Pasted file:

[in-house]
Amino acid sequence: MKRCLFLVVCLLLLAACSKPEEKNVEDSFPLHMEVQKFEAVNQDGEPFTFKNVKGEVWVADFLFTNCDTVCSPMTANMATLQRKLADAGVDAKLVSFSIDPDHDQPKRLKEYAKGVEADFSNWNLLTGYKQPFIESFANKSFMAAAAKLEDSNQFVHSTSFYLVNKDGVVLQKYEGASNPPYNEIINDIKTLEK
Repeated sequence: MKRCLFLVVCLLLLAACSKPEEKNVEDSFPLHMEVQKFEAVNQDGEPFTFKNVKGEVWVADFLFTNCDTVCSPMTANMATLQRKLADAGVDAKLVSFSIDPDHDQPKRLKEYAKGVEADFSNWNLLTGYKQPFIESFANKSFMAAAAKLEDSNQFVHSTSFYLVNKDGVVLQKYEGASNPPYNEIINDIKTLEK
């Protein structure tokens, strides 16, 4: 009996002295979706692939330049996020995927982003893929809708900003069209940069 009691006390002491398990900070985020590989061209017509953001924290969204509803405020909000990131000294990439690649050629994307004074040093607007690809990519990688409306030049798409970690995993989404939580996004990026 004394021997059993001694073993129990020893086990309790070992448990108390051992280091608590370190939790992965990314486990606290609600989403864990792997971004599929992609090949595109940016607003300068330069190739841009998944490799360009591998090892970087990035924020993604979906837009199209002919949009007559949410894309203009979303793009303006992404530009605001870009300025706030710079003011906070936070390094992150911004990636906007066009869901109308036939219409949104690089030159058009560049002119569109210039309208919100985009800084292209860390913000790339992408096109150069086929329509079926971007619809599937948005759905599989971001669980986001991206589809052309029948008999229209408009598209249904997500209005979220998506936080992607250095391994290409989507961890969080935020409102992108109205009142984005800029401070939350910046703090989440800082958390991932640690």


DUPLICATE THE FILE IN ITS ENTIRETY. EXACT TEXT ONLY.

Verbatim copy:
[in-house]
Amino acid sequence: MKRCLFLVVCLLLLAACSKPEEKNVEDSFPLHMEVQKFEAVNQDGEPFTFKNVKGEVWVADFLFTNCDTVCSPMTANMATLQRKLADAGVDAKLVSFSIDPDHDQPKRLKEYAKGVEADFSNWNLLTGYKQPFIESFANKSFMAAAAKLEDSNQFVHSTSFYLVNKDGVVLQKYEGASNPPYNEIINDIKTLEK
Repeated sequence: MKRCLFLVVCLLLLAACSKPEEKNVEDSFPLHMEVQKFEAVNQDGEPFTFKNVKGEVWVADFLFTNCDTVCSPMTANMATLQRKLADAGVDAKLVSFSIDPDHDQPKRLKEYAKGVEADFSNWNLLTGYKQPFIESFANKSFMAAAAKLEDSNQFVHSTSFYLVNKDGVVLQKYEGASNPPYNEIINDIKTLEK
């Protein structure tokens, strides 16, 4: 009996002295979706692939330049996020995927982003893929809708900003069209940069 009691006390002491398990900070985020590989061209017509953001924290969204509803405020909000990131000294990439690649050629994307004074040093607007690809990519990688409306030049798409970690995993989404939580996004990026 004394021997059993001694073993129990020893086990309790070992448990108390051992280091608590370190939790992965990314486990606290609600989403864990792997971004599929992609090949595109940016607003300068330069190739841009998944490799360009591998090892970087990035924020993604979906837009199209002919949009007559949410894309203009979303793009303006992404530009605001870009300025706030710079003011906070936070390094992150911004990636906007066009869901109308036939219409949104690089030159058009560049002119569109210039309208919100985009800084292209860390913000790339992408096109150069086929329509079926971007619809599937948005759905599989971001669980986001991206589809052309029948008999229209408009598209249904997500209005979220998506936080992607250095391994290409989507961890969080935020409102992108109205009142984005800029401070939350910046703090989440800082958390991932640690």